The initial spark for this piece was going to be this story out of Philly, where parents are shocked, upset and frustrated to learn that the charter their children are attending is bailing on them at the end of this year.
But at this stage of the game "Charter Closes Doors and Abandons Students" is completely unremarkable, like breathless coverage of the sun rising in the East. The Center for Media and Democracy has done huge work on this, producing a map of the 2,500 (that's two thousand, five hundred!) charter schools that closed by 2013. CMD has also ramped up pressure on the US Department of Education, which loves charters, pushes charters, throws money at charters-- but in its "transparent" reporting claims to have no idea how many charters have actually closed. (Meanwhile, CMD continues to dig out the truth about charter scamming like this amazing report about KIPP. Do you contribute to the CMD? Because you really ought to.)
Why do so many charters close? There's no mystery to it. Here's a quote from the Philly charter CEO:
Kenderton is facing significant financial challenges due to a number of
factors, including the school's rising special education costs. As a
result, Scholar Academies has concluded that, next school year, it is no
longer able to manage the school in the best interest of kids.
Charters close because charter schools are businesses, and businesses close when it is not financially viable for them to stay open.
The free market will never work for a national education system. Never. Never ever.
A business operating in a free market will only stay in business as long as it is economically viable to do so. And it will never be economically viable to provide a service to every single customer in the country.
All business models, either explicitly or implicitly, include decisions about which customers will not be served, which customers will be rejected, because in that model, those customers will be detrimental to the economic viability of the business. McDonald's could decide to court people who like upscale filet mignons, but the kitchen equipment and training would cost a whole bunch of money that would not bring a corresponding increase in revenue, so they don't do it.
In a particularly apt example, FedEx and UPS do not deliver to the remoter rural areas. If you hire FedEx to deliver a package to your uncle at the end of Bogholler Road in Outer Ruralsville, what they will actually do is sub-contract the United States Post Office to finish the delivery for them.
Note what the CEO said above. Special ed students are too expensive for their business model. When we see across the nation that charters largely avoid students with severe special needs, or English language learners, this is not because the operators of those charters are evil racist SWSN haters. It's because it's harder to come up with a viable business model that includes those high-cost students. Likewise, you find fewer charters in rural and small town areas for the same reason you find fewer McDonald's in the desert-- the business model is commonly to set up shop where you have the largest customer pool to fish in.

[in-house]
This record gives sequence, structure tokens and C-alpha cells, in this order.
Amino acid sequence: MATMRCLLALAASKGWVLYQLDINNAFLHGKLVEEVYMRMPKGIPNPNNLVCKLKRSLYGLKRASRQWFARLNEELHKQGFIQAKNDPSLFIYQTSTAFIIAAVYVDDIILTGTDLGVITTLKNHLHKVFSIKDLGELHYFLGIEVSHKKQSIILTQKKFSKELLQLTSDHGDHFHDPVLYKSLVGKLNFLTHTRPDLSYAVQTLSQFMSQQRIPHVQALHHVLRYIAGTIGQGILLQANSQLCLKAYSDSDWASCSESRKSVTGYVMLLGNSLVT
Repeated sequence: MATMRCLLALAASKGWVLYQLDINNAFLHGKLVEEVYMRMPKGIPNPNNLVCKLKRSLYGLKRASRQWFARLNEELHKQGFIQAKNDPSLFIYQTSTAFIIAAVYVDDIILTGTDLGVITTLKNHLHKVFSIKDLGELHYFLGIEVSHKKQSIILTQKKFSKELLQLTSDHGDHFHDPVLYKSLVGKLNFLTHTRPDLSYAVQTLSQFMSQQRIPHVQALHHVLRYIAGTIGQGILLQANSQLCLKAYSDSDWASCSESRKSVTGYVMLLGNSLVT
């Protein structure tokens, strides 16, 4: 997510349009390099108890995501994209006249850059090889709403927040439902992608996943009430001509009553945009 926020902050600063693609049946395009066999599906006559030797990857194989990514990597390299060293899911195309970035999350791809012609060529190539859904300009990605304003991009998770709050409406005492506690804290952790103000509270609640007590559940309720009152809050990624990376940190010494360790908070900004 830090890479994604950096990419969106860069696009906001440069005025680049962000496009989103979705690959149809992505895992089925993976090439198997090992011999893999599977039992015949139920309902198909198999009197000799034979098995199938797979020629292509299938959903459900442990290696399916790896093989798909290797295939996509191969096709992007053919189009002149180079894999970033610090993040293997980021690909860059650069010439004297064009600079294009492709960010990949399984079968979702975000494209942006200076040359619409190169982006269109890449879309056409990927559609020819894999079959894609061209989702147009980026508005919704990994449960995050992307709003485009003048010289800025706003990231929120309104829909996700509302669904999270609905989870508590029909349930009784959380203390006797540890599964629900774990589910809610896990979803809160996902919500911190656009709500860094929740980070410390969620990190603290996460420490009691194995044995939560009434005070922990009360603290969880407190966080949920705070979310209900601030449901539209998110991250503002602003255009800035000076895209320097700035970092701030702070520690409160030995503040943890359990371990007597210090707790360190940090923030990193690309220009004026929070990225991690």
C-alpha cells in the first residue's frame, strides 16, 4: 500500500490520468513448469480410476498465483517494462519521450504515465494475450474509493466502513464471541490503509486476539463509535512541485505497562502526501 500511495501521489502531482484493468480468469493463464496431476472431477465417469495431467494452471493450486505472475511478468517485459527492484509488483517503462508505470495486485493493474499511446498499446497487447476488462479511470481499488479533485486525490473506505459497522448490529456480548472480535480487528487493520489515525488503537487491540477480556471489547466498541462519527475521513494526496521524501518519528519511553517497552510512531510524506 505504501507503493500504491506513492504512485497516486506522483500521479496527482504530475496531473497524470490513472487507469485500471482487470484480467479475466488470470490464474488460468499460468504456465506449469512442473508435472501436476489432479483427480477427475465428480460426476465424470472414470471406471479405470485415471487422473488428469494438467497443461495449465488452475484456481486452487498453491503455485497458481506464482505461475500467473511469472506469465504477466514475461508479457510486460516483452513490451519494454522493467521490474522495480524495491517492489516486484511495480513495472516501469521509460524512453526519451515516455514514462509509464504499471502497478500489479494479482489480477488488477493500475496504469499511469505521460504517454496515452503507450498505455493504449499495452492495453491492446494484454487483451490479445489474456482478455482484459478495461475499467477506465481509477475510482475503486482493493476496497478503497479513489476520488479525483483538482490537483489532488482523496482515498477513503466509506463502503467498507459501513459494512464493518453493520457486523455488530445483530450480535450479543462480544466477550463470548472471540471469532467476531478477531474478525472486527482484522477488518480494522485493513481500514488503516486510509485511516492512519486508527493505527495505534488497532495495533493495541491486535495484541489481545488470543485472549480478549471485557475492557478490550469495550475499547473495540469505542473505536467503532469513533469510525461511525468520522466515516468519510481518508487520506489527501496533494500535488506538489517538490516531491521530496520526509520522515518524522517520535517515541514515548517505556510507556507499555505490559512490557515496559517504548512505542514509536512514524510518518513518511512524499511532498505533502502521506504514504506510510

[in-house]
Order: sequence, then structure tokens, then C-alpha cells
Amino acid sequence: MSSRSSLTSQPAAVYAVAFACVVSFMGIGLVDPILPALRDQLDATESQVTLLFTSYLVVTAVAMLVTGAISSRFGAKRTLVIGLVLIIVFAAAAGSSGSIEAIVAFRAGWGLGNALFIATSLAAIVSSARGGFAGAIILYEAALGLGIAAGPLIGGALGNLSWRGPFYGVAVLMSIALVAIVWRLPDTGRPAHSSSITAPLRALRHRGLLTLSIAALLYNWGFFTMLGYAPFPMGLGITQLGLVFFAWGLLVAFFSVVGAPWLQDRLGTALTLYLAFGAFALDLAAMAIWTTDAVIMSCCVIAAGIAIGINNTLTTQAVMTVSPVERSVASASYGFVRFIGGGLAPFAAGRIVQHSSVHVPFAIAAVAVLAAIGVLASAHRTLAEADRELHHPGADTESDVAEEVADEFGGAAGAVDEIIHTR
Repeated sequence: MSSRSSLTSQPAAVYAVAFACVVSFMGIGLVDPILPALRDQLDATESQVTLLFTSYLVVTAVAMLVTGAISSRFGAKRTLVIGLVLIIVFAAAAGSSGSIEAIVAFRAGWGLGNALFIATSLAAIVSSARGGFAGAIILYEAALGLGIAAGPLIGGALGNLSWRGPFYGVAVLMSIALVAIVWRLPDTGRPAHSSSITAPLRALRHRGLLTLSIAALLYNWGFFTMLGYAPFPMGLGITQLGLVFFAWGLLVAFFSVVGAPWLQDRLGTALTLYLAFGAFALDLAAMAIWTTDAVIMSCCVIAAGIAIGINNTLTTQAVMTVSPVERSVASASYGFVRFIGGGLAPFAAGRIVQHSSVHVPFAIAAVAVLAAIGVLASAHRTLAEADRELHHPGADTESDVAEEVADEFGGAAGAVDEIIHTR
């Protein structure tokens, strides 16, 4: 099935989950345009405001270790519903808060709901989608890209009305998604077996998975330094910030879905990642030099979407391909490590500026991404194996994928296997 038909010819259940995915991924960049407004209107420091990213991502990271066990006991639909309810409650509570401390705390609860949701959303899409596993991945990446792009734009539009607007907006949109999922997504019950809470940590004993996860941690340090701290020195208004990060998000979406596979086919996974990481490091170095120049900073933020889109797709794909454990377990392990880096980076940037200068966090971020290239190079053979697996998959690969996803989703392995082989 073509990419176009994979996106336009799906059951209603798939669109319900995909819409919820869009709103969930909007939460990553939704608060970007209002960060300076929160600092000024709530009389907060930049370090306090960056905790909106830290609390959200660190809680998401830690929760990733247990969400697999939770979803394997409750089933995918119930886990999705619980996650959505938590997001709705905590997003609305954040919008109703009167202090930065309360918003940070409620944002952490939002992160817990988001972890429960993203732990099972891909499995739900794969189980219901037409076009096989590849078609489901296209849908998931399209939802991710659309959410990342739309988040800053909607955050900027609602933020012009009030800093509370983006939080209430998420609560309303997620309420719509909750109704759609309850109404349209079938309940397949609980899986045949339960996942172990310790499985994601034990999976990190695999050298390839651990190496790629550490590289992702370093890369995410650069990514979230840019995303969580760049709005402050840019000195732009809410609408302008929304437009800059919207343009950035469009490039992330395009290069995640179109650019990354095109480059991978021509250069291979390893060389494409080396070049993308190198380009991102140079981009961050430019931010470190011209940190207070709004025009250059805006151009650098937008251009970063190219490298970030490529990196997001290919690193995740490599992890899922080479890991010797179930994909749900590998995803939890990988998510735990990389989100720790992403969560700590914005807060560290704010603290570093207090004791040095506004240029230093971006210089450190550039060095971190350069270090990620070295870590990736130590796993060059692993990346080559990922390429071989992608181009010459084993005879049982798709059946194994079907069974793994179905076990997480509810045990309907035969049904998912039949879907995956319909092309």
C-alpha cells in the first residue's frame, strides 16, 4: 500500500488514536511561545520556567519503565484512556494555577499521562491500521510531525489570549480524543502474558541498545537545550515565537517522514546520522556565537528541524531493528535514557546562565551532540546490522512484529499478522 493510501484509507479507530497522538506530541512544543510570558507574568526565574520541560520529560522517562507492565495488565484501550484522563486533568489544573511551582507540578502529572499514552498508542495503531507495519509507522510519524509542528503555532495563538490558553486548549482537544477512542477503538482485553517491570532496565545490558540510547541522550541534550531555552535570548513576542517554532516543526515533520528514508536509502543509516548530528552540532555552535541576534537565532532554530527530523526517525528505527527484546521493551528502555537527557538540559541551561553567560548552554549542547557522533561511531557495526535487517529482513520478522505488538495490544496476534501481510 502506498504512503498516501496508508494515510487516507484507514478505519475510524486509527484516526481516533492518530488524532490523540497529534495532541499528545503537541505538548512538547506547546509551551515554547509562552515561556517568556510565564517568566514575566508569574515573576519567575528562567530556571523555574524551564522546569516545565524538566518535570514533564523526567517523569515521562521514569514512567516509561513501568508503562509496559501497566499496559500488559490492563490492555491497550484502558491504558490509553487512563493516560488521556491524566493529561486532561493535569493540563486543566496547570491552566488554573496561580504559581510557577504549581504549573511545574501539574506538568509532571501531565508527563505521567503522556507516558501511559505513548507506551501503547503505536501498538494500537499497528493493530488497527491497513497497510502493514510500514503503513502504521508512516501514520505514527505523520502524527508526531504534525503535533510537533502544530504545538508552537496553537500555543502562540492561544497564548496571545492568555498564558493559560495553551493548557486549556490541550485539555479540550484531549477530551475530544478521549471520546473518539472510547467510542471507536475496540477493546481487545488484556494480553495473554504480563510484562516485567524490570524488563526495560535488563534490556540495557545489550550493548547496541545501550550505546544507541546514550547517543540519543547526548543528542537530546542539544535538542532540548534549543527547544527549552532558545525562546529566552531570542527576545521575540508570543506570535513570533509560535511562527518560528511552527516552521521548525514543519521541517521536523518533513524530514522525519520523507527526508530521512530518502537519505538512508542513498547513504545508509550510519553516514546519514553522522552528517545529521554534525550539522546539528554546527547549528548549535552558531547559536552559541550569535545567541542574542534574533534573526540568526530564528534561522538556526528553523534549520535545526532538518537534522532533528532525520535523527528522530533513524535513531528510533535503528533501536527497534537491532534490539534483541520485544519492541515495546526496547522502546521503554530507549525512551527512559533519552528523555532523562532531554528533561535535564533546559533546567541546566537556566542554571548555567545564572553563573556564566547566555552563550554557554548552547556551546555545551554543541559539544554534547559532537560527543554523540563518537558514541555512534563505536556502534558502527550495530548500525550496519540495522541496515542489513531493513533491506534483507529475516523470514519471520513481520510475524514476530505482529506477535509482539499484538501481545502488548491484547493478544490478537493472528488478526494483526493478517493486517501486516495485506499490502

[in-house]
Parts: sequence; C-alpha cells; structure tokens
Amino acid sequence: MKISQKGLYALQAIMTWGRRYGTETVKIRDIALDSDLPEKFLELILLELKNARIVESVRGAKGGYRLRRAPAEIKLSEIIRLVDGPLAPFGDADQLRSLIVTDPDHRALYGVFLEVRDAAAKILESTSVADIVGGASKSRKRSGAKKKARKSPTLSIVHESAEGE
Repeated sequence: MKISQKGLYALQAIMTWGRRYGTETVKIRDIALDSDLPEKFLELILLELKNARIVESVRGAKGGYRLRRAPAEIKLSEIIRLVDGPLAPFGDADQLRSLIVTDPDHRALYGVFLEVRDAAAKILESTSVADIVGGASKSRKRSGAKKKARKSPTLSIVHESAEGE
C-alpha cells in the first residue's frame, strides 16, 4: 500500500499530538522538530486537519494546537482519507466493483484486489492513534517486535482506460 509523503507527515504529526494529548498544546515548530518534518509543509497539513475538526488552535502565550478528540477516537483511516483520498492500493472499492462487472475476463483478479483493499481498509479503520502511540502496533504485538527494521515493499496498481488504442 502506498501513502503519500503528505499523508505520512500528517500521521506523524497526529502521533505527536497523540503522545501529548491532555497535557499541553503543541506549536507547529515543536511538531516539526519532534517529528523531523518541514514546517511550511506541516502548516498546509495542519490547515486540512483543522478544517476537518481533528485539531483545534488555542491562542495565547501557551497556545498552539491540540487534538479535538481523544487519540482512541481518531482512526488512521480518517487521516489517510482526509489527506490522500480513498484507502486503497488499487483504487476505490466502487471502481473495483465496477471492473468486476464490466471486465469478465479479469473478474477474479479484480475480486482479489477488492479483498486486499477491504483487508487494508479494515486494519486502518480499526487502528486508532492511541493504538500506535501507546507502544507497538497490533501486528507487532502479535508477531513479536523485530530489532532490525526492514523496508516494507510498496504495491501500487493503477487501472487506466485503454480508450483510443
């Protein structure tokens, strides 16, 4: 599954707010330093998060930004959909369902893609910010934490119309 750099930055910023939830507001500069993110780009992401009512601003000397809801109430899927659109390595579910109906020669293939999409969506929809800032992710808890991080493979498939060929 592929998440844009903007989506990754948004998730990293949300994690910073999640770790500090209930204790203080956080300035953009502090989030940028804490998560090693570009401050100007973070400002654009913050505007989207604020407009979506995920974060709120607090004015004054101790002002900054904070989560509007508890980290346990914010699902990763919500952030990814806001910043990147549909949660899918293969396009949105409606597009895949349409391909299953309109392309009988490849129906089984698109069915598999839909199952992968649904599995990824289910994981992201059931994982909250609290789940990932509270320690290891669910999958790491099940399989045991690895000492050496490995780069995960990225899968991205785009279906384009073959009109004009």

Of course, you can game this system a little by creating government incentives. Uncle Sugar can say, "We'll give you a tax break or a subsidy if you will go serve this customer base that it ordinarily wouldn't make economic/business sense for you to serve." But now it's not a free market any more, is it?
Look. As always, I'm not arguing that business-people are inherently evil and dastardly and wrong. But the values and mission of a business in a free market are incompatible with the values and mission of public education.
The first question of the public education system has to be, "How can we get a great education for every single child in this country?" The first question for a business has to be, "What model can we use that will keep this business economically viable?' And the answer to that question will never, ever be, "By providing an education to every child in this country." There will always be students who live in the economic cracks, niche customers that no business wants because there will never be money in them. Some charter fans suggest, either explicitly or implicitly, that educating those students will be the job of public education. But that represents a dramatic and complete re-imagining of the purpose of public education, and to repurpose an entire public sector without a public discussion is irresponsible and undemocratic.
In the meantime, charter schools will continue to close when it makes business sense to do so, no matter what sorts of promises they made to the families of their students. Charter schools think like businesses, not like schools, because charter schools are businesses. We cannot be surprised when they act like businesses, and we cannot keep hiding from a discussion about the implications of turning that business mindset on a public good.